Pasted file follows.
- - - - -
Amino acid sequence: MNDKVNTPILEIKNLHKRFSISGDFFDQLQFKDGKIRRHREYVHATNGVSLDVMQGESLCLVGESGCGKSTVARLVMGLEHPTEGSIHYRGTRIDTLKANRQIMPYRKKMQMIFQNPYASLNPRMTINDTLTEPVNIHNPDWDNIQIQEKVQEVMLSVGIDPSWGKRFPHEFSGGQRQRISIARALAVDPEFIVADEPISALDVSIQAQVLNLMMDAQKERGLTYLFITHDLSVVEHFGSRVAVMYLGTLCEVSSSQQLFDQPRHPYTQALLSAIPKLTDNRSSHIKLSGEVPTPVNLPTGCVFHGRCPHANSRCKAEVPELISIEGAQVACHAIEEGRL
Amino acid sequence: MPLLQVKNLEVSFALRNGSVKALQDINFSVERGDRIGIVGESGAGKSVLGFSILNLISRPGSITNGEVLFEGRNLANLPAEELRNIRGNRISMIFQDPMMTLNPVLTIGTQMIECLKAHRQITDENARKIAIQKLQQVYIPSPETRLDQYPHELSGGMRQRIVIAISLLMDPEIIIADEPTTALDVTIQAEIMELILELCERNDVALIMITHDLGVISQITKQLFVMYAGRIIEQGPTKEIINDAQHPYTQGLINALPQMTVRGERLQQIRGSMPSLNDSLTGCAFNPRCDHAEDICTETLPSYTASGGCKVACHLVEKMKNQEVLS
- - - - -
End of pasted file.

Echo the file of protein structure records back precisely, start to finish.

Amino acid sequence: MNDKVNTPILEIKNLHKRFSISGDFFDQLQFKDGKIRRHREYVHATNGVSLDVMQGESLCLVGESGCGKSTVARLVMGLEHPTEGSIHYRGTRIDTLKANRQIMPYRKKMQMIFQNPYASLNPRMTINDTLTEPVNIHNPDWDNIQIQEKVQEVMLSVGIDPSWGKRFPHEFSGGQRQRISIARALAVDPEFIVADEPISALDVSIQAQVLNLMMDAQKERGLTYLFITHDLSVVEHFGSRVAVMYLGTLCEVSSSQQLFDQPRHPYTQALLSAIPKLTDNRSSHIKLSGEVPTPVNLPTGCVFHGRCPHANSRCKAEVPELISIEGAQVACHAIEEGRL
Amino acid sequence: MPLLQVKNLEVSFALRNGSVKALQDINFSVERGDRIGIVGESGAGKSVLGFSILNLISRPGSITNGEVLFEGRNLANLPAEELRNIRGNRISMIFQDPMMTLNPVLTIGTQMIECLKAHRQITDENARKIAIQKLQQVYIPSPETRLDQYPHELSGGMRQRIVIAISLLMDPEIIIADEPTTALDVTIQAEIMELILELCERNDVALIMITHDLGVISQITKQLFVMYAGRIIEQGPTKEIINDAQHPYTQGLINALPQMTVRGERLQQIRGSMPSLNDSLTGCAFNPRCDHAEDICTETLPSYTASGGCKVACHLVEKMKNQEVLS